[T]he ATF wouldn’t get much from their Mexican counterparts, who imposed an almost total information blackout about the arrests of 14 suspects, including the alleged shooters. Not even the four widows know what happened to their husbands’ alleged killers. The mystery extends to local journalists and municipal police, who are told only the arrested are still in prison but not tried. And, federal authorities have so far refused Express-News interview requests to discuss the case.

The ATF’s Elias Bazan, who oversaw the Laredo office at the time, said Mexico’s investigators squandered an opportunity to provide the results of their interrogations and any evidence, outside of the guns’ serial numbers, that would point to how the weapons were smuggled from the Laredo side.

“We don’t have anything from the Mexican government, so we’re screwed,” Bazan said of his Laredo investigation, which was shut down as a result.25

It seems apparent that some narcos have smuggling networks which are protected by corrupt Mexican government officials.

The evidence also indicates that there are major weapons sources unrelated to the United States civilian market. In 2007-08, the Mexican government confiscated almost two thousand hand grenades—weapons which are certainly not sold at U.S. gun stores or gun shows. Also seized by the Mexican government were rocket-propelled grenade launchers, rocket launchers, and anti-tank weapons—all of them arms which appear to have been diverted from military stocks, and none of which can be bought in American stores.26

After investigating the Mexican black market in arms, reporters William La Jeunesse and Maxim Lott summarized the sources of narco weapons:

—The Black Market. Mexico is a virtual arms bazaar, with fragmentation grenades from South Korea, AK-47s from China, and shoulder-fired rocket launchers from Spain, Israel, and former Soviet bloc manufacturers.

—Russian crime organizations. Interpol says Russian Mafia groups such as Poldolskaya and Moscow-based Solntsevskaya are actively trafficking drugs and arms in Mexico.

—South America. During the late 1990s, the Revolutionary Armed Forces of Colombia (FARC) established a clandestine arms smuggling and drug trafficking partnership with the Tijuana cartel, according to the Federal Research Division report from the Library of Congress.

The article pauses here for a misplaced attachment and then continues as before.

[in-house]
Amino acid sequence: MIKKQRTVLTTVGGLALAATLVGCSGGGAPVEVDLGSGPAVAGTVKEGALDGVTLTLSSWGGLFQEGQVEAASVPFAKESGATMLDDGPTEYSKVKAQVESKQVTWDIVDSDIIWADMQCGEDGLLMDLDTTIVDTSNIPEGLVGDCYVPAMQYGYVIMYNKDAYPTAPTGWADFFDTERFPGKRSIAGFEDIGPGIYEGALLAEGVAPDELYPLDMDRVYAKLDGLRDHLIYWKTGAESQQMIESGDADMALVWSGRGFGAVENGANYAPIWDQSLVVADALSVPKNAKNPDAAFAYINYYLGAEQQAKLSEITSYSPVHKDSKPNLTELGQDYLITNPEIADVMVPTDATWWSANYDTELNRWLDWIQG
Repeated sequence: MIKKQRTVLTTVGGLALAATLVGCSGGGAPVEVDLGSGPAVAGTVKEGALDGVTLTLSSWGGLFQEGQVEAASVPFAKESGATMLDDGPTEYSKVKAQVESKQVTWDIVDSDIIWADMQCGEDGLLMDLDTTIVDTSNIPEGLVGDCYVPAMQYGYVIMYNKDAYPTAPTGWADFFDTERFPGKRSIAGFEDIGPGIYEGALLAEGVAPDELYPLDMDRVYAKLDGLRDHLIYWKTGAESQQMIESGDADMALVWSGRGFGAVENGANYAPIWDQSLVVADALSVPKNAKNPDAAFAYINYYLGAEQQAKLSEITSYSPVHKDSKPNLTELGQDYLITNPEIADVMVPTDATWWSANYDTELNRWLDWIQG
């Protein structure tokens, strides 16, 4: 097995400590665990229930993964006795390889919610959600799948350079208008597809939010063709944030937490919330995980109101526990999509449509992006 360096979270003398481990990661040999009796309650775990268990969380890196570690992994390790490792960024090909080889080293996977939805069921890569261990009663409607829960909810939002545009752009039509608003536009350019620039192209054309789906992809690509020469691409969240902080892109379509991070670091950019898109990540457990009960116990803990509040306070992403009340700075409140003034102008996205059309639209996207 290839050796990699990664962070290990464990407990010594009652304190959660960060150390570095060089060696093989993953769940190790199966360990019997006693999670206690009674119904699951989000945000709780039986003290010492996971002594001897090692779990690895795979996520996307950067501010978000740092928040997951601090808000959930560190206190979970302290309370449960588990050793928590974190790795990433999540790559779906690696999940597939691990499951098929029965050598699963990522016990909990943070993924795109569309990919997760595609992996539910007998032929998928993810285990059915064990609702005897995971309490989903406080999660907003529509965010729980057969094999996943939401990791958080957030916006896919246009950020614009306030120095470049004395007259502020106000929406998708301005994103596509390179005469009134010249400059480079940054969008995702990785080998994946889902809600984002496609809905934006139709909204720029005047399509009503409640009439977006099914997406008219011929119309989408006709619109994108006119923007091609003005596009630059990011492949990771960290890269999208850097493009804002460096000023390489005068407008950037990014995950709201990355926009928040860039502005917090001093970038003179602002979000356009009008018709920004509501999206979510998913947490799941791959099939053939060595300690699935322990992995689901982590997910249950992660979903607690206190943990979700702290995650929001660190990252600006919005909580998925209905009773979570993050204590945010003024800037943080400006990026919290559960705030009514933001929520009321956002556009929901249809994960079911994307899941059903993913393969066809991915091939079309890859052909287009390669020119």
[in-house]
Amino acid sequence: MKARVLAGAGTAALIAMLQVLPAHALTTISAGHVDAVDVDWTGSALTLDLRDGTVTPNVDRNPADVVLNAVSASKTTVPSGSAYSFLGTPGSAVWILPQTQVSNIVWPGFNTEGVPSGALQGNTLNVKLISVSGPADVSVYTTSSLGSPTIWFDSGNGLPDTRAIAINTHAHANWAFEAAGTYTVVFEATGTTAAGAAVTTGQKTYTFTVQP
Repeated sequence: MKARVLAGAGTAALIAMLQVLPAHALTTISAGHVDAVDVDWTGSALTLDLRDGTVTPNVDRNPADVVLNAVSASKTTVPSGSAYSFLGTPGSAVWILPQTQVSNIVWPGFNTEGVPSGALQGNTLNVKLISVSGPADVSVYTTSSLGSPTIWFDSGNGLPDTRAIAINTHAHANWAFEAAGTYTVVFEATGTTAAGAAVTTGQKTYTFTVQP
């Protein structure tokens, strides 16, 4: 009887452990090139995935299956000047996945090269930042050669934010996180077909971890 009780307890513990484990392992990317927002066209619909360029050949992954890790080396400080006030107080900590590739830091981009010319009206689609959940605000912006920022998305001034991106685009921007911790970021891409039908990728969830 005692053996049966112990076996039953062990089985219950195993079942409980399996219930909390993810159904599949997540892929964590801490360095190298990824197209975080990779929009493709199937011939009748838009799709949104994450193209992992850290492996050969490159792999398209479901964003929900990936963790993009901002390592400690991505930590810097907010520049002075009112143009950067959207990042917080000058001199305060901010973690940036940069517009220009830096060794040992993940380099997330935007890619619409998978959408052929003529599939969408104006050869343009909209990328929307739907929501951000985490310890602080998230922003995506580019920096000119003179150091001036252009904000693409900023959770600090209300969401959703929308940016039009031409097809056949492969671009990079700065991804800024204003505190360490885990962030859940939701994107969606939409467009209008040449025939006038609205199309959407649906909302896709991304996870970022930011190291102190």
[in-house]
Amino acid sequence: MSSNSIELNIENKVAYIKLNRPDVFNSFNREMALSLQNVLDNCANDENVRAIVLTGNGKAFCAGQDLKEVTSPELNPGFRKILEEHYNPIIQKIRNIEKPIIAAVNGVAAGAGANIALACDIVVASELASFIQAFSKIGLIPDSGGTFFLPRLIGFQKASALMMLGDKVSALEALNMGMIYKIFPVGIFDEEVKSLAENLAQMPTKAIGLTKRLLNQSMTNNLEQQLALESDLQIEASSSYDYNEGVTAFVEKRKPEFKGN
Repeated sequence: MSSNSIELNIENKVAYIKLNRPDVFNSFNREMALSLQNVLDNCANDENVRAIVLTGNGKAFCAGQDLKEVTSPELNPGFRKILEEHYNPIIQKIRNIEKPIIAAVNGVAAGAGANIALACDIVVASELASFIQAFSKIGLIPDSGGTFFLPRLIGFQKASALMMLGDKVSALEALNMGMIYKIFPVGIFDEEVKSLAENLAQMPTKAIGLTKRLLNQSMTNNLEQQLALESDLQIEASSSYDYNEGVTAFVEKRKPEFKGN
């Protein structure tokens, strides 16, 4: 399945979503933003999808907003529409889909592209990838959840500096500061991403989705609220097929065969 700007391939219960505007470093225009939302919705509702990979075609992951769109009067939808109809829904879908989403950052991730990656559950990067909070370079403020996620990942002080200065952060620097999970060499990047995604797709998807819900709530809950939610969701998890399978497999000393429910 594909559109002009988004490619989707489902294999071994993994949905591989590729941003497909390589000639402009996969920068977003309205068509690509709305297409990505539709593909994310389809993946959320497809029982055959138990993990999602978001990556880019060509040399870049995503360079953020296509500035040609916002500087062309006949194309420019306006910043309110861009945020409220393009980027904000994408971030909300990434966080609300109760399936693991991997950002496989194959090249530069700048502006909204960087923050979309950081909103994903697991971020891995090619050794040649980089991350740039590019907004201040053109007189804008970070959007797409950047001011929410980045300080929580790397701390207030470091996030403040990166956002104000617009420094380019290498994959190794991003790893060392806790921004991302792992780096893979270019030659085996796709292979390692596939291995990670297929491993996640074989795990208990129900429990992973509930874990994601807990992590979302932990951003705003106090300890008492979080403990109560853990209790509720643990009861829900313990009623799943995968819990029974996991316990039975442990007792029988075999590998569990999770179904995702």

—Asia. According to a 2006 Amnesty International Report, China has provided arms to countries in Asia, Africa, and Latin America. Chinese assault weapons and Korean explosives have been recovered in Mexico.

—The Mexican Army. More than 150,000 soldiers deserted in the last six years, according to Mexican Congressman Robert Badillo. Many took their weapons with them, including the standard issue M-16 assault rifle made in Belgium.

—Guatemala. U.S. intelligence agencies say traffickers move immigrants, stolen cars, guns, and drugs, including most of America’s cocaine, along the porous Mexican-Guatemalan border. On March 27, La Hora, a Guatemalan newspaper, reported that police seized 500 grenades and a load of AK-47s on the border. Police say the cache was transported by a Mexican drug cartel operating out of Ixcan, a border town.”27

Professor George W. Grayson, author of the book Mexico’s Stuggle with “Drugs and Thugs” calls the 90% factoid a “wildly exaggerated percentage,” which is being pushed by President Calderón for purposes of domestic Mexican politics.28

In any case, the profits of the Mexican drug cartels are estimated to be twenty-five billion dollars a year—or about two percent of Mexico’s gross domestic product.29 The Mexican government estimates that the gross revenues of weapons trafficking into Mexico are twenty-two million dollars per year.30 In other words, weapons acquisition costs the drug cartels only about one percent of annual profits, and a tiny fraction of gross revenues. Accordingly, the cartels appear to have substantial extra revenue to spend on buying weapons, should law enforcement successes result in an increase in the black market price of arms.

 

* Adjunct Professor of Advanced Constitutional Law, Denver University, Sturm College of Law. Research Director, Independence Institute, Denver, Colorado. Associate Policy Analyst, Cato Institute, Washington, D.C. Author of numerous books and articles on international law and firearms policy including The Samurai, the Mountie, and the Cowboy: Should America Adopt of the Gun Controls of Other Democracies? (1992) (Book of the Year, American Society of Criminology, Division of International Criminology); Is Resisting Genocide a Human Right? 81 Notre Dame L. Rev. 1275 (2006).

This article is a condensed version of an article by David B. Kopel, with translation assistance from Angelica Tovar-Hastings (Denver University, Sturm College of Law, J.D. 2010. LL.M, 2011), which can be found here: http://papers.ssrn.com/sol3/papers.cfm?abstract_id=1588296. The full version of the article includes an English translation of Mexico’s gun control statute.

 

Endnotes

E.g., Stephen Dinan, Obama Blames U.S. Guns in Mexico, Wash. Times, Apr. 17, 2009.